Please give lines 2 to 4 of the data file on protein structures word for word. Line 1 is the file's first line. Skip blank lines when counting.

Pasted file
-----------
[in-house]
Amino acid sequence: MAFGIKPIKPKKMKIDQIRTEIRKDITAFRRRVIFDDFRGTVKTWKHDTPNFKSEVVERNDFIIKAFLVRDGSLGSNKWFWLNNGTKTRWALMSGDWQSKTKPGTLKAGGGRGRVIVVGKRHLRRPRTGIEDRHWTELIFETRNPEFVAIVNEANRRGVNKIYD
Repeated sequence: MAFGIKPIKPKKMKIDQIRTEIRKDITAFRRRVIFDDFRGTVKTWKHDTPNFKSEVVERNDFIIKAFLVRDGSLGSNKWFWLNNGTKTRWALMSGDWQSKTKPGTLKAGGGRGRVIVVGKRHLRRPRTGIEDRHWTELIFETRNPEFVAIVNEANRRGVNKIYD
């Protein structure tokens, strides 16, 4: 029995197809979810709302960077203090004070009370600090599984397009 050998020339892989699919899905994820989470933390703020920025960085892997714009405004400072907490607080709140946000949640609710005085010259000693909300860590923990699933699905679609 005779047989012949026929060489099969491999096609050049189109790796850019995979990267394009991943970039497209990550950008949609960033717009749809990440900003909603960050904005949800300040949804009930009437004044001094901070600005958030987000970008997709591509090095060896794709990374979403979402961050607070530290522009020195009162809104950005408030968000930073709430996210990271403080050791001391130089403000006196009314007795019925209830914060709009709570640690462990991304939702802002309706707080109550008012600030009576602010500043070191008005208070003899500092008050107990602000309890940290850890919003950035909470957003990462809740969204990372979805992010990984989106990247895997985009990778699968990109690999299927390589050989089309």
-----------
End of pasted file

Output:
Amino acid sequence: MAFGIKPIKPKKMKIDQIRTEIRKDITAFRRRVIFDDFRGTVKTWKHDTPNFKSEVVERNDFIIKAFLVRDGSLGSNKWFWLNNGTKTRWALMSGDWQSKTKPGTLKAGGGRGRVIVVGKRHLRRPRTGIEDRHWTELIFETRNPEFVAIVNEANRRGVNKIYD
Repeated sequence: MAFGIKPIKPKKMKIDQIRTEIRKDITAFRRRVIFDDFRGTVKTWKHDTPNFKSEVVERNDFIIKAFLVRDGSLGSNKWFWLNNGTKTRWALMSGDWQSKTKPGTLKAGGGRGRVIVVGKRHLRRPRTGIEDRHWTELIFETRNPEFVAIVNEANRRGVNKIYD
């Protein structure tokens, strides 16, 4: 029995197809979810709302960077203090004070009370600090599984397009 050998020339892989699919899905994820989470933390703020920025960085892997714009405004400072907490607080709140946000949640609710005085010259000693909300860590923990699933699905679609 005779047989012949026929060489099969491999096609050049189109790796850019995979990267394009991943970039497209990550950008949609960033717009749809990440900003909603960050904005949800300040949804009930009437004044001094901070600005958030987000970008997709591509090095060896794709990374979403979402961050607070530290522009020195009162809104950005408030968000930073709430996210990271403080050791001391130089403000006196009314007795019925209830914060709009709570640690462990991304939702802002309706707080109550008012600030009576602010500043070191008005208070003899500092008050107990602000309890940290850890919003950035909470957003990462809740969204990372979805992010990984989106990247895997985009990778699968990109690999299927390589050989089309």